Twelve boys and their football coach found alive after 10 days trapped deep inside a flooded cave will have to bear their ordeal for a while longer, as rescuers work out an exit plan, the governor of Chiang Rai province said on Tuesday (Jul 3).
Divers struggled through narrow passages and murky waters to discover the boys late on Monday night on an elevated rock about 4km from the mouth of the cave.
Rescuers now have to decide how best to get the group out in their weakened state. Much-needed food and medical supplies - including high-calorie gels and paracetamol - reached them Tuesday as rescuers prepared for the possibility that they may be there for some time.
"If you ask me now while we are still assessing all sides then I don't think they will be home soon," Chiang Rai governor Narongsak Osottanakorn told reporters.
The group's health was assessed overnight by medical teams which will continue to check the health of the group, said Narongsak, explaining that the boys had sustained light injuries.
"We categorised their health condition as red, yellow or green, red being the most severe injuries, yellow being mild and green being light. Yesterday, unofficially, we assessed that most are in the green category," said Narongsak.
Narongsak said rescue workers would now focus on the "rescue" phase and then a handover to medical teams waiting outside the cave.
He added that doctors have advised on the types of medication required to prevent infection and other illnesses.
"We will prepare to send additional food to be sustained for at least four months and train all 13 to dive while continuing to drain the water," Navy Captain Anand Surawan said, according to a statement from Thailand's Armed Forces.
A video shot by rescuers on Monday in flickering torchlight revealed boys clad in shorts and red and blue shirts sitting or standing on the rock above an expanse of water.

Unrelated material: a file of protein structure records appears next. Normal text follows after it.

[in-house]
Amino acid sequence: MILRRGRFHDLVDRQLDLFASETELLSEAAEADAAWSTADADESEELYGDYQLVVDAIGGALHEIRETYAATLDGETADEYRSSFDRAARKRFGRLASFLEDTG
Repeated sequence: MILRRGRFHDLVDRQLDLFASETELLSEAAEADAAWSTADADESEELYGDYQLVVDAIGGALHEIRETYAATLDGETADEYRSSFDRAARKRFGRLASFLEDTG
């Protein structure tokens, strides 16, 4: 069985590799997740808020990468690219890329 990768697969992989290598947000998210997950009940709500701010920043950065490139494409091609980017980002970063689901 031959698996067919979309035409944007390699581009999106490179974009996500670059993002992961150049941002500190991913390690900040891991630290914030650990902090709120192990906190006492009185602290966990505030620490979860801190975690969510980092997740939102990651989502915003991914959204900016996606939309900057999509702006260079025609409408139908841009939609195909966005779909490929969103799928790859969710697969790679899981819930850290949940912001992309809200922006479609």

"How many of you are there - 13? Brilliant," a member of the multinational rescue team, speaking in English, tells the boys. "You have been here 10 days. You are very strong."
"Thank you," one of the boys says.
One of the boys asks when they will get out of the cave, to which the rescuer answers: "Not today. You have to dive."
Two British divers, John Volanthen and Rick Stanton, were first to reach the boys, having had strong experience in cave rescues, according to Bill Whitehouse, the vice chairman of the British Cave Rescue Council (BCRC).
They found the stranded group along with a team of Thai navy SEAL divers.
News of the boys' survival was greeted with jubilation nationwide by Thais who have followed every twist of the harrowing story.
Aged between 11 and 16, the boys went missing with their 25-year-old coach after football practice on Jun 23 after they set out to explore the Tham Luang cave complex in a forest park near Thailand's northern border with Myanmar.
A complex operation is expected in trying to bring the group several kilometres through the cave - which is still partially submerged and is linked by tight passages.
Worrying predictions of heavy rains later this week mean rescuers must scramble to shuttle help and supplies to the stranded kids.
At 10km long, Tham Luang cave is one of Thailand's longest and one of the toughest to navigate, with its snaking chambers and narrow passageways.
A sign outside the site warns visitors not to enter the cave during the rainy season between July and November.